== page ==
Friday, April 06, 2007


UC Hastings "Opting Back In" program: Success Stories and Lessons Learned

PAR has now completed two 8-week "Opting Back In and Forging Ahead" sessions at UC Hastings College of the Law for attorneys who left law for a year or more and want to return to the legal workplace. Program Director Linda Marks reports "The program exceeded our expectations." Here are some of the Success Stories:

1) Some participants already have work. Among them are an attorney who ...
- ... was away from practice for 16 1/2 years and is now a 60% associate position at a large international firm;
- ... kept one foot in the profession through volunteer mediation work and was hired as a full-time tradmark associate by a prominent national litigation firm;
- ... found out about a Regional Counsel position at an insurance company through the Opting Back In program and was hired for that position recently.
- ... is pregnant with her third child and is doing contract work at a mid-size firm with the hope of part-time work on her return.
- ... wanted part-time work and is providing maternity leave coverage at a community law center with the hope of part-time or job sharing later.

2) Employers are showing interest:
- "We should be actively recruiting these attorneys"
- "We're putting together a program to help attorneys come back."
- "I'm going to tell everyone about this great recruiting source."
- "These attorneys are mature and less of a flight risk."

3) There's lots of media interest.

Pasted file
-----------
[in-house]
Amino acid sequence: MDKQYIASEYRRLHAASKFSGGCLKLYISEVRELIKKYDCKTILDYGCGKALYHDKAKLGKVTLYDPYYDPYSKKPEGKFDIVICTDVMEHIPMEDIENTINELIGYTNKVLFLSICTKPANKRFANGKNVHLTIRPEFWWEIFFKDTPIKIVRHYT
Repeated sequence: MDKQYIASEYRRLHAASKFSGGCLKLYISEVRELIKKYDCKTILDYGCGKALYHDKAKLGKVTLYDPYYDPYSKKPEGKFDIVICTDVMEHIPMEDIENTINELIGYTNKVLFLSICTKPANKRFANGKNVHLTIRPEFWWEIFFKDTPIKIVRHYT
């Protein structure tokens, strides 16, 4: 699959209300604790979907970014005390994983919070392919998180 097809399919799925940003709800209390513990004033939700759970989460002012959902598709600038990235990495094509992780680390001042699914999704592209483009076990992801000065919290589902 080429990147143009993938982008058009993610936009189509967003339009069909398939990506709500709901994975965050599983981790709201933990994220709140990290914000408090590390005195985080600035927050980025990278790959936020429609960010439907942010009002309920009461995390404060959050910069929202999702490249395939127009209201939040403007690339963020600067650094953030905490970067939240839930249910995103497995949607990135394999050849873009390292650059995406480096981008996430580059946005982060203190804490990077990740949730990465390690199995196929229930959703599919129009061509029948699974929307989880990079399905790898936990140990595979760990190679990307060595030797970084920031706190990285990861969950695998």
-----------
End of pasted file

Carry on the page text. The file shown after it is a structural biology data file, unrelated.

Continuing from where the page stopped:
4) Alumni of the program are now part of a Yahoo Group, sharing ideas and resources.

And here are some Lessons Learned:

1) It's all about networking. Most of the attorneys in the program who found jobs did so by getting known in the hidden job market. Need speakers? Network for them.

2) Group members love feeling supported and part of a community. That's why they asked for the Yahoo group.

3) Having the backing and resources of a law school like UC Hastings is wonderful. The program succeeded with the help of Hastings', Career Services, Alumni Relations, the Civil Justice Clinic, several wonderful librarians and, of course, the Dean.

4) There's a talented group of attorneys who don't want to work full-time in big firms. It's time to change the workplace so it meets the needs of its workers.

The next Opting Back In program is scheduled for October-November 2007.


Monday, April 02, 2007


PAR launches the PAR Law School Project

To kick off PAR’s Law School Project, PAR co-director Joan Williams spoke at two events last week: a law student event for the Women’s Bar Association of the District of Columbia, and the Ms. J.D. conference at Yale Law School. PAR’s Law School project is designed to help legal employers respond effectively to the desire of many law students for legal jobs that offer both the opportunity to practice law at the highest level and the opportunity for work/life balance.

One resource for law students is How to Find a Job that Allows for Work/Life Balance, co-written by PAR and the Stanford Law School Office of Career Services.

Another is PAR’s Mythbusters, which provides hard data to bust nine key myths about work/life balance in the legal profession:

Myth 1: Work/life balance is a women’s issue.
Myth 2: Law firms are trying hard, but the problems of retaining women and offering work/life balance are too intractable.
Myth 3: Law firms lose money on part-timers.
Myth 4: You can tell whether you will be able to work part-time by checking a law firm’s website.
Myth 5: Going “in house” is the way to achieve balance.
Myth 6: Going into the government or public interest law is the way to achieve balance.
Myth 7: “I’ll just take off a year or two when I have my kids, and then I’ll go back to practicing law.”
Myth 8: Work/life balance is inconsistent with the practice of law at the highest levels.
Myth 9: Young lawyers say they want work/life balance, but when the chips are down they really want the highest possible salary.

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